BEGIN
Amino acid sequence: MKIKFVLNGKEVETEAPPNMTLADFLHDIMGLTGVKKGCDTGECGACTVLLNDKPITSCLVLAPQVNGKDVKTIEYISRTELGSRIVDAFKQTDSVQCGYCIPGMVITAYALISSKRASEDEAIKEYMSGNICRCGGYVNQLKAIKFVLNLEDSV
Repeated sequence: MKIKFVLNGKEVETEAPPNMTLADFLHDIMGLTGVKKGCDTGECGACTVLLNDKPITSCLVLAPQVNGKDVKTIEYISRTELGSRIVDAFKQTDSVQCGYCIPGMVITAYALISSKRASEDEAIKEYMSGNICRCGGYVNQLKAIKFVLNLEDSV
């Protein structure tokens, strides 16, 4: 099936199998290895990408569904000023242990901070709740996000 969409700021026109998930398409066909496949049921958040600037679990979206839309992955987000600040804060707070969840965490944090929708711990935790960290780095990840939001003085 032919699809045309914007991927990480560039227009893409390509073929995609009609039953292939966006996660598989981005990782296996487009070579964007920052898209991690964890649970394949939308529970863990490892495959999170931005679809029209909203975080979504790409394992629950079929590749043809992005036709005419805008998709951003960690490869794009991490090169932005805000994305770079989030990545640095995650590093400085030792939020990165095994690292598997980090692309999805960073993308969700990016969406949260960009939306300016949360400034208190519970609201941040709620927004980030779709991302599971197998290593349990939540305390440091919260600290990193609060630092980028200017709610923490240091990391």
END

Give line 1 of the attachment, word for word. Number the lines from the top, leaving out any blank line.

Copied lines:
Amino acid sequence: MKIKFVLNGKEVETEAPPNMTLADFLHDIMGLTGVKKGCDTGECGACTVLLNDKPITSCLVLAPQVNGKDVKTIEYISRTELGSRIVDAFKQTDSVQCGYCIPGMVITAYALISSKRASEDEAIKEYMSGNICRCGGYVNQLKAIKFVLNLEDSV